Book Review by Elizabeth Bujuklian of Alister McGrath’s Reformation Thought

Over the next week I will be posting the excellent book reviews that my Advanced Study: Reformation Theology class wrote. Here’s one by Lizzy Bujuklian.

McGrath, Alister E. Reformation Thought: An Introduction. 3rd ed. Malden Massachusetts: Blackwell Publishers, 1953 (1999). 329 pgs.

Alister E. McGrath’s book, Reformation Thought: An Introduction, is exactly that, an introduction. It discusses, in a broad sense, the Reformation (Lutheran, Radical/Anabaptist, Catholic, etc.) that occurred and briefly examines the major Reformers involved: Luther, Zwingli, Calvin, etc. This book is a broad overview/outline of the European Church and how it came to its theological ideas forming the foundation of the Church. McGrath’s goal of this book is to inform students about Christian theology, which underlies the European Reformation. McGrath wrote this book from having many years of experience teaching Reformation Studies to students at Oxford University, and the insight that they gave McGrath about how little they knew about Christian theology and its central importance to the movement in the European Reformation. McGrath’s goal was to make this book understandable to students and wrote it from a perspective that the reader knew nothing about the Reformation or any of the corresponding terminology.

Since McGrath made this book so broad, he included secondary sources at the end of each chapter and in the back of the book. He created a simple outline of the book and then selected multiple credible secondary sources to refer to, to learn more about that specific topic in finer detail. He did not necessarily quote them or refer to them in his writing, but gives a list of secondary sources that the reader might find helpful in expanding their learning/further reading on the main idea of the chapter. For example, at the end of chapter two, if you wanted to learn more about anti-clericalism, McGrath cites three sources; one of them being R. N. Swanson, Church and Society in Late Medieval England (Oxford, 1989).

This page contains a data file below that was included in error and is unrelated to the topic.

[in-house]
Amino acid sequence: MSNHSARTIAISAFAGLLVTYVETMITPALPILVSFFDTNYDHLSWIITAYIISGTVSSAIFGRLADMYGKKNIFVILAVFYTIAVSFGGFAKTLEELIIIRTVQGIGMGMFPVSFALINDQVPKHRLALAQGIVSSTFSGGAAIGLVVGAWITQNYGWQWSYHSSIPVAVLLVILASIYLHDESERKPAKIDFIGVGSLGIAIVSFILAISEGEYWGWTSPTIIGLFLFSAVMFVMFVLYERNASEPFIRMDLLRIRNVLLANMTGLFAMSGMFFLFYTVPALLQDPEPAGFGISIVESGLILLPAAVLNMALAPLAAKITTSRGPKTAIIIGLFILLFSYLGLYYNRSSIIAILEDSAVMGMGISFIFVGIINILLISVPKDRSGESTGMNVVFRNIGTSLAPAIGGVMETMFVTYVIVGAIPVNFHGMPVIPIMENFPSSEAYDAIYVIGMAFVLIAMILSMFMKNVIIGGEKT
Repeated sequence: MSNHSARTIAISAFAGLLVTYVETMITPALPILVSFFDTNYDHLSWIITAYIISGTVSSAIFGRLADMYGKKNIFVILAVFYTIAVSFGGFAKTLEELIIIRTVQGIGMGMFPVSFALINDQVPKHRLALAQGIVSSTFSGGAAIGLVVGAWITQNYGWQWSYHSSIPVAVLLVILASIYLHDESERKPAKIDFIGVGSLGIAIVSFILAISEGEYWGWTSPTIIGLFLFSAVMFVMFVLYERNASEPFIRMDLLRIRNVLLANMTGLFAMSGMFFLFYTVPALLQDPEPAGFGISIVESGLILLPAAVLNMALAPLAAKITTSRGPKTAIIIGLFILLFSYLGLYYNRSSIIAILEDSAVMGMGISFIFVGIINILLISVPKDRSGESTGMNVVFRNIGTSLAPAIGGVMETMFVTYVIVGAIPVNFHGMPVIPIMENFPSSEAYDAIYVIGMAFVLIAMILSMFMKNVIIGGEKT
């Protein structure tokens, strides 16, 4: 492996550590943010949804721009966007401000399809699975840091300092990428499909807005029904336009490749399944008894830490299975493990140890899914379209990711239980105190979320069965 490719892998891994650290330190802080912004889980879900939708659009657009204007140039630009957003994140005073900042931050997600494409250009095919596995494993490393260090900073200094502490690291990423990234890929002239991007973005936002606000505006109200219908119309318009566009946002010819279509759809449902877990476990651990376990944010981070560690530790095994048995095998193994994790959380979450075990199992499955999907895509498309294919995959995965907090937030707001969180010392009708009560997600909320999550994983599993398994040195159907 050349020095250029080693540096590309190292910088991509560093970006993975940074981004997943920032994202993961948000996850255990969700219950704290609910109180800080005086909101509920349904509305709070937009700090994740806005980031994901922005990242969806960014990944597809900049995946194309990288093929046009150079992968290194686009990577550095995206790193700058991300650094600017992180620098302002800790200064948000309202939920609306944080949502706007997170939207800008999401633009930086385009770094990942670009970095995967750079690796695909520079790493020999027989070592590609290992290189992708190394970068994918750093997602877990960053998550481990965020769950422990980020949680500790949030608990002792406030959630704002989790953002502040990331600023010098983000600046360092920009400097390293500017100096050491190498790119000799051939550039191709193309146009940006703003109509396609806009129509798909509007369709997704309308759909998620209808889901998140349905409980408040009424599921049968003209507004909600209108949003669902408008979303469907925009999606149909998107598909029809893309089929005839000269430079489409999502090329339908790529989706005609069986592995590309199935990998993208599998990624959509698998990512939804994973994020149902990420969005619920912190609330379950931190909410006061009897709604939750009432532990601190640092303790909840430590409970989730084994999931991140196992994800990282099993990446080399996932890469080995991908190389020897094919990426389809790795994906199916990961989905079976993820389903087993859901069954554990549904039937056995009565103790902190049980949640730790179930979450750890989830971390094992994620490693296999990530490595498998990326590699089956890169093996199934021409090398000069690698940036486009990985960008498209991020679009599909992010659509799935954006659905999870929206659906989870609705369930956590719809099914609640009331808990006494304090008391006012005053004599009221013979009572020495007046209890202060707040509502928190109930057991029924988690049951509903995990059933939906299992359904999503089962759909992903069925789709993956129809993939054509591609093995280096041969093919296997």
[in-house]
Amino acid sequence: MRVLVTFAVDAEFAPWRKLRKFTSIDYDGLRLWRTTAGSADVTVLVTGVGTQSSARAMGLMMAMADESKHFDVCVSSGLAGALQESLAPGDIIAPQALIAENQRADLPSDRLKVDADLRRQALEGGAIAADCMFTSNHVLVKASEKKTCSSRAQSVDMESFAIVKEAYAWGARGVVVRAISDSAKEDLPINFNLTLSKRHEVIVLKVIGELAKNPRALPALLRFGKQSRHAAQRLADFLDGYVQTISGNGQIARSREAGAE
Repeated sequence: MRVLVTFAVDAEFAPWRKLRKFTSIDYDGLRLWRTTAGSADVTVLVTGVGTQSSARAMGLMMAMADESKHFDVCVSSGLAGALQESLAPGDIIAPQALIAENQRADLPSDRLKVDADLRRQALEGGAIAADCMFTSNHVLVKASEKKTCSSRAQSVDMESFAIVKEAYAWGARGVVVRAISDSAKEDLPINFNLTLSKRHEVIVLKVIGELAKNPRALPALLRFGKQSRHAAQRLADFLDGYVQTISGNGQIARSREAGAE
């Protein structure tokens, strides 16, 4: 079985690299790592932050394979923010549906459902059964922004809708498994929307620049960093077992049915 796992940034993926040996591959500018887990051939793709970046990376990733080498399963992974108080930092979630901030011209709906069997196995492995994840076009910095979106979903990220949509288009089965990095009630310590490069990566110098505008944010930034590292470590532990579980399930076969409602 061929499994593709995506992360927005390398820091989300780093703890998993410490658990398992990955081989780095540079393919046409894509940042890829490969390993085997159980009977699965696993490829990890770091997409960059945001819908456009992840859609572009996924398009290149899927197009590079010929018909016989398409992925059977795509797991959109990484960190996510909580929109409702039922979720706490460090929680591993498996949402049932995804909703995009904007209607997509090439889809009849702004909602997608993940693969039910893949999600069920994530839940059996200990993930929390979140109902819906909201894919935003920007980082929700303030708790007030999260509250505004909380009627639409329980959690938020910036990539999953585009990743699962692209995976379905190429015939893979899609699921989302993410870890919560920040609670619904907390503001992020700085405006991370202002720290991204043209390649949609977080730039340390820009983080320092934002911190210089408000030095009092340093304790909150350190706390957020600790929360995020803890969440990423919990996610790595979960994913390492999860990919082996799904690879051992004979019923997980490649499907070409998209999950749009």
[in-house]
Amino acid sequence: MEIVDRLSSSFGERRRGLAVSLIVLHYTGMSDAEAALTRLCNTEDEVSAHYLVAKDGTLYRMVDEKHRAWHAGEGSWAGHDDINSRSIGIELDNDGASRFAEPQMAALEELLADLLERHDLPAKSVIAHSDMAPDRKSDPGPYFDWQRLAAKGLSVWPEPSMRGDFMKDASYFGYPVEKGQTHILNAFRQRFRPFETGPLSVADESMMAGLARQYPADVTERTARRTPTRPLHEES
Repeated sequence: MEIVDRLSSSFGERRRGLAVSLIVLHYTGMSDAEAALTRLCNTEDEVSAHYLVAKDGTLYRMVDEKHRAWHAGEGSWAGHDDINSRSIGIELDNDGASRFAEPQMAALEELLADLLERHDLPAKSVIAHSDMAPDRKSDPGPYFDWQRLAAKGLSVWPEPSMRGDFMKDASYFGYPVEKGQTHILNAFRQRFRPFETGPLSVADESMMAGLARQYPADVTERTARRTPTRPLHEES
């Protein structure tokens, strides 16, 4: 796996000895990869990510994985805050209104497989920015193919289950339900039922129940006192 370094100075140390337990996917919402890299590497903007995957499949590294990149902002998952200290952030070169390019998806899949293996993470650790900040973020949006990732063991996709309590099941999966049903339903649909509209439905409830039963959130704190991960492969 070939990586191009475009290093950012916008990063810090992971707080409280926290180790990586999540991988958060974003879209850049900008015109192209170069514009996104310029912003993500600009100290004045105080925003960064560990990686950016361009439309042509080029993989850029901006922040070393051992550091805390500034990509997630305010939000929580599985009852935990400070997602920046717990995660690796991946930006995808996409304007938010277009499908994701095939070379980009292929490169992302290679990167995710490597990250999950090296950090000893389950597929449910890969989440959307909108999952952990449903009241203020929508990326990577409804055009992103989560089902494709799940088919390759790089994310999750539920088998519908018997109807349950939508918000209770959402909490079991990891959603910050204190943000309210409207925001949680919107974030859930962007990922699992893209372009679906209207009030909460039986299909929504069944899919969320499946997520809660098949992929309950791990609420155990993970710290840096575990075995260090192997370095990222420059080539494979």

The author splits the Reformation book up into 14 chapters with many subgroups/focuses within each chapter. The first chapter is titled, “Introduction,” and explained what each religious reform stood for: Lutheran Reformation, Reformed Church, Radical Reformation, and Catholic Reformation. The author does an incredible job at explaining key terms and the origins in which those terms were created. For example, under the Radical Reformation, McGrath starts off by defining and locating the origin of the term ‘Anabaptist’: “’Anabaptists’ owes its origins to Zwingli (the word literally means ‘re-baptizers’” (9). McGrath goes on to define what Anabaptists believed, who and what they opposed, and significant documents that emerged during this movement. McGrath goes into detail about all of the above points in the religious reformation and later goes on to compare and contrast those different key sections of the religious Reformation.

In chapter 3, “Humanism and the Reformation” which McGrath states contributed “to the flow of the Reformation, [and is] by far the most important” (39). The author seems to have taken on Kristeller’s view of humanism and what it meant to be a humanist: “To be a humanist is to be concerned with eloquence first and foremost, and with other matters incidentally” (44). McGrath discusses the similarities and differences between the views of humanists, the Swiss Reformation, and the Wittenberg Reformers pertaining to their attitudes toward scholastic theology, Scripture, the Fathers, education, and rhetoric. The author concludes that the Swiss Reformers were more influenced by humanism than Wittenberg was, although there were hints of inspiration of humanism through their “new programme of study of the Bible and Augustine” (62). There is also known tension between humanism and the Reformation, which became known through Zwingli’s publication of Commentary on True and False Religion and Luther’s publication On the Bondage of the Will (63). In this chapter, The author, however, is very vague in his writing and understanding in this chapter on Humanism and the Reformation.